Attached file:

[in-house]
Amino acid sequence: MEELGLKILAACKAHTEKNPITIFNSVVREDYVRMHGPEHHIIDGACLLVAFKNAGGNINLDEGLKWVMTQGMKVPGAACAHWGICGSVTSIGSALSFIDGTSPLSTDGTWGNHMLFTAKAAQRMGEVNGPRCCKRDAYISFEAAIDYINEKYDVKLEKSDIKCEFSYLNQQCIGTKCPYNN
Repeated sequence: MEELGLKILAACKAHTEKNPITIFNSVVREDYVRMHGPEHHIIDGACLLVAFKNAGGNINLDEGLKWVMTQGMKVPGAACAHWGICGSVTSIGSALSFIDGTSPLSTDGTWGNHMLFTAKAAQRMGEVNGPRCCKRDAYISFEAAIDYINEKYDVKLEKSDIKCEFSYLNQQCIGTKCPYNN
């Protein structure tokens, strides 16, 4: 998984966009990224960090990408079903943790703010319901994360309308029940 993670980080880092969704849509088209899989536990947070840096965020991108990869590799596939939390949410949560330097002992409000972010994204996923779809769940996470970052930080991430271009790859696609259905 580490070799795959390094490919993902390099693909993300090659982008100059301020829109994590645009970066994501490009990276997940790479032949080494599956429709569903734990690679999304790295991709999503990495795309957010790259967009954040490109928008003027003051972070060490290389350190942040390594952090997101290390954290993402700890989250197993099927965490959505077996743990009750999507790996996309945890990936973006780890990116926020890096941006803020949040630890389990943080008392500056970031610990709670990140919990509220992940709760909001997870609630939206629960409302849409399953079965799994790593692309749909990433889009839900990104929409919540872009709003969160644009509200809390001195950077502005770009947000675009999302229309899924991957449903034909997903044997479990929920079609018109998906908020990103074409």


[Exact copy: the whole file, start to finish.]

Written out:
[in-house]
Amino acid sequence: MEELGLKILAACKAHTEKNPITIFNSVVREDYVRMHGPEHHIIDGACLLVAFKNAGGNINLDEGLKWVMTQGMKVPGAACAHWGICGSVTSIGSALSFIDGTSPLSTDGTWGNHMLFTAKAAQRMGEVNGPRCCKRDAYISFEAAIDYINEKYDVKLEKSDIKCEFSYLNQQCIGTKCPYNN
Repeated sequence: MEELGLKILAACKAHTEKNPITIFNSVVREDYVRMHGPEHHIIDGACLLVAFKNAGGNINLDEGLKWVMTQGMKVPGAACAHWGICGSVTSIGSALSFIDGTSPLSTDGTWGNHMLFTAKAAQRMGEVNGPRCCKRDAYISFEAAIDYINEKYDVKLEKSDIKCEFSYLNQQCIGTKCPYNN
């Protein structure tokens, strides 16, 4: 998984966009990224960090990408079903943790703010319901994360309308029940 993670980080880092969704849509088209899989536990947070840096965020991108990869590799596939939390949410949560330097002992409000972010994204996923779809769940996470970052930080991430271009790859696609259905 580490070799795959390094490919993902390099693909993300090659982008100059301020829109994590645009970066994501490009990276997940790479032949080494599956429709569903734990690679999304790295991709999503990495795309957010790259967009954040490109928008003027003051972070060490290389350190942040390594952090997101290390954290993402700890989250197993099927965490959505077996743990009750999507790996996309945890990936973006780890990116926020890096941006803020949040630890389990943080008392500056970031610990709670990140919990509220992940709760909001997870609630939206629960409302849409399953079965799994790593692309749909990433889009839900990104929409919540872009709003969160644009509200809390001195950077502005770009947000675009999302229309899924991957449903034909997903044997479990929920079609018109998906908020990103074409």